# Is it safe to use a secret salted hash of a public id for client to prove ownership of id to a server that knows salt but does not store ids?

I am writing a peering server - the server assigns randomly generated public IDs to users, and I want users to be able to reclaim their ids in the future, but only to be able to claim ids that they have been assigned, not arbitrary ids or ids belonging to other users.

I also want to avoid storing any information on the server after its connection to a user closes.

I have limited knowledge of cryptography, but am thinking that the server can give the users their public ID and a secret produced by salting and hashing the id. To reclaim the id, the user would pass the server both the id and secret, the server would re salt and hash the id and ensure that it matches the provided secret.

Is this safe? If so what hash function is appropriate, and if not is there a better approach?

Thanks!

You could do something fairly simple, such as

$UserSecret = Random()$
$UserID = HMAC(ServerSecret, UserSecret)$

Send the user the two values. When he reconnects, he sends the two values back. If re-calculating $UserID$ with the user's $UserSecret$ gives the same $UserID$ then that proves (to a high degree of certainty) that it's the same person that was given that ID before (assuming the $ServerSecret$ is still secret and the same value as it was originally).

The size of the ID value will need to be sufficiently large that the same ID is unlikely to be handed out to more than one person, since you're not keeping track of which ones have been used previously.

Using HMAC-SHA256 would give large enough values. See the wikipedia entry for HMAC for an explanation of how it works.

You could also use an SRP-style verifier, which could then be used to do an authenticated key exchange as well.

User generates a random value $x$, and sends the server

$Verifier = g^x mod N$

(see SRP for more details on $g$ and $N$)

Establish a secure session using SRP with $x$ and $Verifier$ to generate a key. The server then calculates $UserID = HMAC(ServerSecret, Verifier)$ and sends that to the user. The user saves the $UserID$ and $x$.

Later connections, do the same thing using the saved $x$, but server sends a hash (e.g. SHA256) of $UserID$ to the user. The user verifies that the hash is correct (which authenticates the server), then sends $UserID$ (that it originally got) back to the server to prove it also knows it.

Your design is that the server has a key (which you call the salt, but would have to be secret here) and generates the client's public and secret values using e.g.:

$$p = ID\\ s = H(k|p),$$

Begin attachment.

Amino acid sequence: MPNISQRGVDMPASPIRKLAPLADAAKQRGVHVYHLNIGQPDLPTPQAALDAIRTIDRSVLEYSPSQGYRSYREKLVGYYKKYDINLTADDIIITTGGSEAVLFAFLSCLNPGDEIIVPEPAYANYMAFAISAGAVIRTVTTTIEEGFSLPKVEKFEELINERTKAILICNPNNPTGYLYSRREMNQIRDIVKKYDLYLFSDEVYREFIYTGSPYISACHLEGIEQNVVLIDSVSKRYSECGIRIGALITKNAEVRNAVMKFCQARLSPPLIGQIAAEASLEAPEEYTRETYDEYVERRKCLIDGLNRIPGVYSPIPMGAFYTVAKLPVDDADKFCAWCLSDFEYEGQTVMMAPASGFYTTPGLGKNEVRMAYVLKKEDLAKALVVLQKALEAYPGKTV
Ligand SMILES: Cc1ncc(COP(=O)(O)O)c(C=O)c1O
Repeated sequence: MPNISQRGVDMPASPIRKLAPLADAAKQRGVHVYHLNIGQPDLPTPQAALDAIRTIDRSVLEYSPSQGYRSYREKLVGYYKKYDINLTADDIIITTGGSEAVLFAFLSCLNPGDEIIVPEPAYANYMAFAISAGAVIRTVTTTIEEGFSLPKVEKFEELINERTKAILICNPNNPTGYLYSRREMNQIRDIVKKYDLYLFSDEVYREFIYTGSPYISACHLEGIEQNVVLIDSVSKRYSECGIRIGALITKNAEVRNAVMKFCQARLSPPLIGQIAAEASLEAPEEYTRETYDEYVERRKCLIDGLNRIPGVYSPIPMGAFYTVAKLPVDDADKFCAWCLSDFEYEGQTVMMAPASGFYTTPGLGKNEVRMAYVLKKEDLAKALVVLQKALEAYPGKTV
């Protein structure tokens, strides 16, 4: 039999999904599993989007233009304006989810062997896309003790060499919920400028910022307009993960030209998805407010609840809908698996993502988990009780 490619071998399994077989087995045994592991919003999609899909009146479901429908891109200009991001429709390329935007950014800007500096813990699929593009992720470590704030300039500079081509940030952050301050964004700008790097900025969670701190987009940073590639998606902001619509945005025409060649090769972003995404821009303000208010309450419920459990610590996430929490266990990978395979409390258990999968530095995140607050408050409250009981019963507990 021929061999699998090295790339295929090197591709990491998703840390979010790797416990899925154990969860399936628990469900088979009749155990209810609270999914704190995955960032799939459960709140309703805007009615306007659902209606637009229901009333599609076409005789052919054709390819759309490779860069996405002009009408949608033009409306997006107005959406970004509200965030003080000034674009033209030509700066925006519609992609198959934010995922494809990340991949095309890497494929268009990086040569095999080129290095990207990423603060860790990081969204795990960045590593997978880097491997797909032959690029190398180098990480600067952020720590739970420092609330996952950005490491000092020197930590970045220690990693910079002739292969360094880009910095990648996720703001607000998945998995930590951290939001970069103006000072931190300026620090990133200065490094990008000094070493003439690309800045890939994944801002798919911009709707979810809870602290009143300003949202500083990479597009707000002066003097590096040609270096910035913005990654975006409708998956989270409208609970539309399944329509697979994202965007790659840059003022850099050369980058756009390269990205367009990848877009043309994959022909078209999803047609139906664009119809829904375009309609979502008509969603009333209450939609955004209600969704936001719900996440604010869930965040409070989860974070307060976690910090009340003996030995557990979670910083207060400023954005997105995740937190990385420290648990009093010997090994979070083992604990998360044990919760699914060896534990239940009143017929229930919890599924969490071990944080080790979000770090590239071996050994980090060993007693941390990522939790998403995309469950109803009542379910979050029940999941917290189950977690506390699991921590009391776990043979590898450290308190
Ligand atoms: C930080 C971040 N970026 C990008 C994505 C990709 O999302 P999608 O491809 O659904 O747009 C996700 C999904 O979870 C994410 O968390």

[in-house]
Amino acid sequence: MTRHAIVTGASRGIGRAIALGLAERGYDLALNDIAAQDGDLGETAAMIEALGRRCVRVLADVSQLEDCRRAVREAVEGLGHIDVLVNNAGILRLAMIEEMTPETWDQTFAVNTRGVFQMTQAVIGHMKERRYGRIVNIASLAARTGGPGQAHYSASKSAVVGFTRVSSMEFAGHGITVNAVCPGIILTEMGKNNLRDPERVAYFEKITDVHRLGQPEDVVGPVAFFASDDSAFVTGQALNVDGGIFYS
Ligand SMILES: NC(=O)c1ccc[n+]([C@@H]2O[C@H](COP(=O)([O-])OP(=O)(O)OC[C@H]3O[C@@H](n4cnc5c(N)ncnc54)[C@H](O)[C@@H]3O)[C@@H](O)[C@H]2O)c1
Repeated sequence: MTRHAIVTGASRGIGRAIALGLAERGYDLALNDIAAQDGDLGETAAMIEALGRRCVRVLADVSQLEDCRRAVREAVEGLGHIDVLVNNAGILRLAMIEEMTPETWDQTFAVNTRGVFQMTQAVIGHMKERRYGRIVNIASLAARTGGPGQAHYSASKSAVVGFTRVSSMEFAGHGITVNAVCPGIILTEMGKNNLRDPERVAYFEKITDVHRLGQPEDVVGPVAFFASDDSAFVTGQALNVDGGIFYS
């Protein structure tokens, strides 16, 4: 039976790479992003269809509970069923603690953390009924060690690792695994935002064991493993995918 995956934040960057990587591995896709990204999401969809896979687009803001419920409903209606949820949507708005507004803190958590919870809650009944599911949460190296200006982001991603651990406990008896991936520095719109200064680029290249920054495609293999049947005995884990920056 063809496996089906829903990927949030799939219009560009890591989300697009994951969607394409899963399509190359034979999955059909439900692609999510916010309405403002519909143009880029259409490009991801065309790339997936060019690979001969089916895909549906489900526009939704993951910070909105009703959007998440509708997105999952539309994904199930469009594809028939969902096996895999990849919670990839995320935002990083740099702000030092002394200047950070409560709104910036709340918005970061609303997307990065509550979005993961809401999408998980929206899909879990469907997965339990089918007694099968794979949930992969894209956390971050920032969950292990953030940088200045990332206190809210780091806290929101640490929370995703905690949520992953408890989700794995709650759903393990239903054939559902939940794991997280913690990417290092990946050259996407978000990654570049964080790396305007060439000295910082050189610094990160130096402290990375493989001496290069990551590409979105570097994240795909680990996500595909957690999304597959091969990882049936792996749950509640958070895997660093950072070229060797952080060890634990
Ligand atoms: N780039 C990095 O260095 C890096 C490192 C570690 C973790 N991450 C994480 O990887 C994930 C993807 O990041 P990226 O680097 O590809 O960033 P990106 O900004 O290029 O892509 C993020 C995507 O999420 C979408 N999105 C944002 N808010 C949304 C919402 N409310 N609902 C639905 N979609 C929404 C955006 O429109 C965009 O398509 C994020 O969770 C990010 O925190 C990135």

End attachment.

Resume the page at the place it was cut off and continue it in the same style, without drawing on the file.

where $H$ is some hash function. This seems secure: if an attacker only has access to $p$ they have no chance of generating $s$ without knowing $k$.

However, if $H$ is susceptible to a length extension attack, you would have to make sure all $p$ values are the same size. Therefore, and in case there are other weaknesses in the hash function, it would be better to use HMAC:

$$s = \operatorname{HMAC}_H(k, p)$$

As a MAC it is designed for this kind of purpose. You would have to keep $k$ secret, since an attacker knowing it could generate any $s_i$ from the corresponding $p_i$. Also, an attacker knowing some pair $(p', s')$ would be able to test guesses for $k$ offline so it would need to be a strong key.

There's also the alternative construction where you pick a random secret value and use HMAC to generate the public ID:

$$s = r\\ p = \operatorname{HMAC}_H(s, k)$$

The advantage here is that an attacker would be unable to generate the $s$ even if they did know $k$ – i.e. you would be able to make it a public salt rather than a key. (Attackers knowing it would be able to generate their own $(p, s)$ pairs, though.) In that case you should, however, invert the argument order and use $s$ as the HMAC key and $k$ as the message (as above), because HMAC security relies on the key being secret.

The downside is that your IDs would be random numbers (or bitstrings). You couldn't use a chosen public ID like a username, email address or a small integer. Each $s$ would also have to be a strong key, so you would need to generate more strong random numbers than in the first alternative.

• If k isn't kept secret, then anyone can create new account IDs and use them, without the server's participation. Your second solution is essentially the same as my first solution. The difference between your two methods is that anyone finding out the server secret with s = HMAC(k, p) would be able to log in as any existing user as well as create new abitrary IDs, whereas p = HMAC(k, s) would only allow creating and using new random IDs (not arbitrary), which is why I chose that one. May 18, 2015 at 16:53
• @StevePeltz that's a good point, I've added a parenthetical about that. There are probably many situations where the fact that public IDs have a certain form is reason enough to use the one I mention first.
– otus
May 19, 2015 at 5:25